Anyhow, the NRA has some good partners for insurance. $2500/yr was what I was quoted for up to 100k rounds, as someone previously said.

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Ive seen auction pricing on large lots of once fired LC 5.56 that would get you into the 4-5c a piece range, but then you arent counting ANY machine wear and tear OR your machine costs OR your time spent converting OR time spent sorting the once fired brass to get all the junk out of it. I dont see how you can fully convert 1000 pieces in 30 minutes and do every process I feel it takes. Hell the tumbler takes an hour before and at least an hour at the end. It takes me ~6 hours to go from start to finish on 3000 pieces of brass(initial stainless tumble, convert, second stainless tumble).

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$46/1k of .300 blk brass... Now that's funny. I convert brass for a living, and no frickin way am I selling it to anyone that cheap. It's 13.7 lbs for 1000 pieces of once fired. Average price at scrap auctions are $2.00-$2.40/lb. That puts the RAW brass around $27.40 to $32.88 per 1k, with ZERO scrap. Not even Mexican labor will let you sell it that cheap. Must be some Chinese immigrant labor.

Anyhow, the NRA has some good partners for insurance. $2500/yr was what I was quoted for up to 100k rounds, as someone previously said.

I buy 5.56 brass for $46/k shipped and convert to 300 blk myself. I also convert brass and sell it.
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Ive seen auction pricing on large lots of once fired LC 5.56 that would get you into the 4-5c a piece range, but then you arent counting ANY machine wear and tear OR your machine costs OR your time spent converting OR time spent sorting the once fired brass to get all the junk out of it. I dont see how you can fully convert 1000 pieces in 30 minutes and do every process I feel it takes. Hell the tumbler takes an hour before and at least an hour at the end. It takes me ~6 hours to go from start to finish on 3000 pieces of brass(initial stainless tumble, convert, second stainless tumble).

The brass I buy is hand sorted, machine inspected, and cleaned LC 5.56. I process and convert on one toolhead and load on another. Been doing it for several years.

Machinery and maintenance is a cost of doing business. The machine was purchased in 2009 for $1250 new and more than paid for itself already. Maintenance is minimal and not expensive at all, less than $500 a year. I don't have to clean prior to converting because I buy sorted, inspected, cleaned brass to convert. Conversion is done in one pass and takes a half hour to run 1,000 pieces through the press and gauge them.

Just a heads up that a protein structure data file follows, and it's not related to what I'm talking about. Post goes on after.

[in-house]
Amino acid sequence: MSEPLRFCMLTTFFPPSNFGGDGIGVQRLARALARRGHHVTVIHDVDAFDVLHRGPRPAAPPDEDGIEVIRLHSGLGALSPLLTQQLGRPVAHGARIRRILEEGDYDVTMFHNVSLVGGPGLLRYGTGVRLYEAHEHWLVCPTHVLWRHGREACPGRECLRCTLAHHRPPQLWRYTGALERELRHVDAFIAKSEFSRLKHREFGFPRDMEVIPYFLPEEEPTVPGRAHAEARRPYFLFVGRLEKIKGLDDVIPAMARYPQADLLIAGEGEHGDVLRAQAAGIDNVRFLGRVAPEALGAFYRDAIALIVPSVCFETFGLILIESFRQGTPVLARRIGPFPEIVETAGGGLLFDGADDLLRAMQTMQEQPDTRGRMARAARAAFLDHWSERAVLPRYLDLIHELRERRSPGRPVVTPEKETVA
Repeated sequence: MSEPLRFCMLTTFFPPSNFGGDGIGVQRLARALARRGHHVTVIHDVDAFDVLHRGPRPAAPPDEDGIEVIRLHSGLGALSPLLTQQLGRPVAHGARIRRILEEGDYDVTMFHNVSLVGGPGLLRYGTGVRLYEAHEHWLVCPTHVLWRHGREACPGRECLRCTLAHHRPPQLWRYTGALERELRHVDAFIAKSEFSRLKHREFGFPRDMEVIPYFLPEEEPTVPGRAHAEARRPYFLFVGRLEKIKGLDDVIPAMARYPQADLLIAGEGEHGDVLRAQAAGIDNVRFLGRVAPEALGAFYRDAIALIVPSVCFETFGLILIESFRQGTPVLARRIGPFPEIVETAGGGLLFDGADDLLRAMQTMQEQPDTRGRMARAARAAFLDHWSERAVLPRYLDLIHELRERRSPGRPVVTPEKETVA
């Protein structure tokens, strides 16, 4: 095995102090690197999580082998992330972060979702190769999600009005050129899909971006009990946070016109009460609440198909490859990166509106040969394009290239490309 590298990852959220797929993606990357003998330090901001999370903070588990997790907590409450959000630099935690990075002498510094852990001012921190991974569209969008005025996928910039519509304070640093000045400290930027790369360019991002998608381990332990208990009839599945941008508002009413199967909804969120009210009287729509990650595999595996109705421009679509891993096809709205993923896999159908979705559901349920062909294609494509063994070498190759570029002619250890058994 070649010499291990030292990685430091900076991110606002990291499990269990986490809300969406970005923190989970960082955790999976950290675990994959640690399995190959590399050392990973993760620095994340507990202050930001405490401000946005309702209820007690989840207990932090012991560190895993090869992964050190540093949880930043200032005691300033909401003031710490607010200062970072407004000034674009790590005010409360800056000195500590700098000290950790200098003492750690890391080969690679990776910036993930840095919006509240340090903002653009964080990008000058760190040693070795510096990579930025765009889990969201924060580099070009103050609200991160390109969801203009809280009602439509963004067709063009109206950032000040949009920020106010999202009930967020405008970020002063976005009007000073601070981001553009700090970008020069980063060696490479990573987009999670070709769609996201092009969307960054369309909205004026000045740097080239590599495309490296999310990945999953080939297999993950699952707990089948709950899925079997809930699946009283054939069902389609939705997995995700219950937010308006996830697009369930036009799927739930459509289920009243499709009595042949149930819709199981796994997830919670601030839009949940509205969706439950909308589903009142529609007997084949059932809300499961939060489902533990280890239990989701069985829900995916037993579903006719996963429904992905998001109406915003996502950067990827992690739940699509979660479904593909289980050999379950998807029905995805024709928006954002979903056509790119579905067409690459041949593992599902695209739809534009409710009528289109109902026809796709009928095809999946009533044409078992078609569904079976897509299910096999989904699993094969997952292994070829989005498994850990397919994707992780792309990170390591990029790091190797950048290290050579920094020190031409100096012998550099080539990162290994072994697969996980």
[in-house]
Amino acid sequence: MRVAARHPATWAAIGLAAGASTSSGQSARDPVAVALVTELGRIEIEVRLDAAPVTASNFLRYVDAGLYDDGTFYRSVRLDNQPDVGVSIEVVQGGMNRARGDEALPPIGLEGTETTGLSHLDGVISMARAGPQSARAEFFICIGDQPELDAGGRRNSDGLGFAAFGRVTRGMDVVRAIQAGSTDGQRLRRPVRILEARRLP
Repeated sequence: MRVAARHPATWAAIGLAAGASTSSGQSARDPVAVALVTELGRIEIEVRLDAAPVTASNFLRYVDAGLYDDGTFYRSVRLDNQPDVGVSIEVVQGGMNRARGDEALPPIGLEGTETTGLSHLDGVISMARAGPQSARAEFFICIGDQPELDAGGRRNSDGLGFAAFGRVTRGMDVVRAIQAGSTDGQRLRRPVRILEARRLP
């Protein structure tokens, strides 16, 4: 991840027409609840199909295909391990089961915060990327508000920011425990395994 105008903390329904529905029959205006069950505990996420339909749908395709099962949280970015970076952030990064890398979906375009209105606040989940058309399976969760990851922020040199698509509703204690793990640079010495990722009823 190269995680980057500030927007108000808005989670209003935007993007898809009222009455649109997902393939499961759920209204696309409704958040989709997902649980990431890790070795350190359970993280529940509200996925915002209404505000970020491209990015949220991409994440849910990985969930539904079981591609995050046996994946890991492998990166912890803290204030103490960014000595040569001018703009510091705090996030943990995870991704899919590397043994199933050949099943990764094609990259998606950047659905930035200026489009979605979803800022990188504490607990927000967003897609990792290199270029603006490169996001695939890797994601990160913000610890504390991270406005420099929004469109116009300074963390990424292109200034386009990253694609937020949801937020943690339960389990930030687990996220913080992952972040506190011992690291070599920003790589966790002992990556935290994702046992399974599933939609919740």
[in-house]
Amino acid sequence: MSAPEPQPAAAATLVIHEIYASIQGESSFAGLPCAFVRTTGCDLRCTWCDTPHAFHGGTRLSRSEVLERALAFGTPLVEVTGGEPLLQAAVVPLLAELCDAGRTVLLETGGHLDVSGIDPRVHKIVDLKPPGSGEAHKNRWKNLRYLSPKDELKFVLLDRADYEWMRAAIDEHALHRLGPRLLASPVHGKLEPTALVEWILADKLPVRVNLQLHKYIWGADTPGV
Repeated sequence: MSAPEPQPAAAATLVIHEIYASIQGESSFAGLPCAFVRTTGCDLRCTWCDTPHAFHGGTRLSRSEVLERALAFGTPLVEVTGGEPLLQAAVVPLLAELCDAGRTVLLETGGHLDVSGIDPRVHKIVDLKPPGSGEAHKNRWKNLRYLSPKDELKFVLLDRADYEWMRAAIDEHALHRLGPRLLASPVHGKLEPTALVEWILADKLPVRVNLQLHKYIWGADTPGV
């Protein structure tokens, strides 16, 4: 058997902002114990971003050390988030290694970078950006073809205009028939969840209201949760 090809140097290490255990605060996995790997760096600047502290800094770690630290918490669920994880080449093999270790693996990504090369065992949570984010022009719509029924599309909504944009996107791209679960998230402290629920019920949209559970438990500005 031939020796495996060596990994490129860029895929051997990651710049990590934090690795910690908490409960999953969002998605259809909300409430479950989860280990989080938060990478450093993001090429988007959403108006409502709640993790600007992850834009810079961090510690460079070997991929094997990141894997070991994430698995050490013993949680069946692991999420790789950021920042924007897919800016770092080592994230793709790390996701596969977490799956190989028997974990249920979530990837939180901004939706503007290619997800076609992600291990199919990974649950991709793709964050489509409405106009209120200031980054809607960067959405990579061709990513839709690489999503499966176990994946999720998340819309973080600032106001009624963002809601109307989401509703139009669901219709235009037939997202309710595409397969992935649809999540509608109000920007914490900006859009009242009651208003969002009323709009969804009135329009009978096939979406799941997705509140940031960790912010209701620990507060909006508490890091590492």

I don't draw a salary, so there is no wage to pay. Time is considered in the markup and why I charge a profit. Price is based on component cost only, marked up to the highest price of the current market. Maintenance and administrative costs come out of the gross profit. Rather than thinking like an employee and worrying about hourly rate of labor, I think about the profit generation per hour. I am running this business to make as much of a profit as I can.

Time is money. I spend less time and make more money. If it took 6 hours to process and prep 3,000 pieces of brass, it wouldn't be worth my time.

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Gun shops, gun shows, local ranges, and online. When i started my business back in 2006, I did online sales and sold to the local gun shop. I used local gun shows to promote my ammo. I also reload for all the local LE agencies.

This year I changed to wholesale only. I don't do anything retail (I don't even do gun transfers anymore). I sell my ammo only to licensed FFLs and direct to law enforcement agencies.

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Freakshow is 100% spot on, 90% of our business is competitive shooters that value quality over price. We do make one line of economy polymer bullet ammo that is mostly sold to local ranges.

You have to find your niche. You can't compete on price with the big guys.

For instance Chris Tilley buys almost 20K worth a month from us and will be shooting our 38 Supercomp in this years world shoot. We also supply the Venezuelan national IDPA team when they are in the USA.

We load on 3 1050's, two with auto-drives that we usually only use when we do runs of the poly stuff. When we are doing a run for a shooter it's hand cranked.

Liability insurance for the FFL-06 up to 1 million rounds & the building for fire and theft runs us $5,500 a year.

Edited by bajadudes
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Freakshow10mm ...

On ave, how many total rounds a week are you making?

Varies with the seasons but ranges 15-25 K per week. I load a lot of 9mm subsonic for wholesale to small gun shops and small suppressor msnufacturers. Also load 300 blk and heavy 223/5.56.